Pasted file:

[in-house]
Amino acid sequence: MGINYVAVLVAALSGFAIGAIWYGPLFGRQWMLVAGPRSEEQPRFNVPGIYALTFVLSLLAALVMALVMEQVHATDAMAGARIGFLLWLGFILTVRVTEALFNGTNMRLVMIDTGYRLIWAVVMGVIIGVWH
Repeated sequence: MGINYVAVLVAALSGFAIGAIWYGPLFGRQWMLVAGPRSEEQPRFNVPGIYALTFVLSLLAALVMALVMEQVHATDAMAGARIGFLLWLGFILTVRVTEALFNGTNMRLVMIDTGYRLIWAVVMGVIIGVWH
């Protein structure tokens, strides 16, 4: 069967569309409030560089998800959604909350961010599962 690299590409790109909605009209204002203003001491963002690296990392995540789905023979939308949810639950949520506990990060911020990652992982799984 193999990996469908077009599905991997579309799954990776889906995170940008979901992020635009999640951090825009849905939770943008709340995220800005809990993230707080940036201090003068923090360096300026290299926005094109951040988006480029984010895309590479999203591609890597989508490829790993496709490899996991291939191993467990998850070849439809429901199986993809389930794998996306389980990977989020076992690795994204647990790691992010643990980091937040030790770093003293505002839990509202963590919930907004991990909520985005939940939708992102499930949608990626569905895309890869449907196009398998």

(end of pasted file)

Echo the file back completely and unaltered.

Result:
[in-house]
Amino acid sequence: MGINYVAVLVAALSGFAIGAIWYGPLFGRQWMLVAGPRSEEQPRFNVPGIYALTFVLSLLAALVMALVMEQVHATDAMAGARIGFLLWLGFILTVRVTEALFNGTNMRLVMIDTGYRLIWAVVMGVIIGVWH
Repeated sequence: MGINYVAVLVAALSGFAIGAIWYGPLFGRQWMLVAGPRSEEQPRFNVPGIYALTFVLSLLAALVMALVMEQVHATDAMAGARIGFLLWLGFILTVRVTEALFNGTNMRLVMIDTGYRLIWAVVMGVIIGVWH
């Protein structure tokens, strides 16, 4: 069967569309409030560089998800959604909350961010599962 690299590409790109909605009209204002203003001491963002690296990392995540789905023979939308949810639950949520506990990060911020990652992982799984 193999990996469908077009599905991997579309799954990776889906995170940008979901992020635009999640951090825009849905939770943008709340995220800005809990993230707080940036201090003068923090360096300026290299926005094109951040988006480029984010895309590479999203591609890597989508490829790993496709490899996991291939191993467990998850070849439809429901199986993809389930794998996306389980990977989020076992690795994204647990790691992010643990980091937040030790770093003293505002839990509202963590919930907004991990909520985005939940939708992102499930949608990626569905895309890869449907196009398998």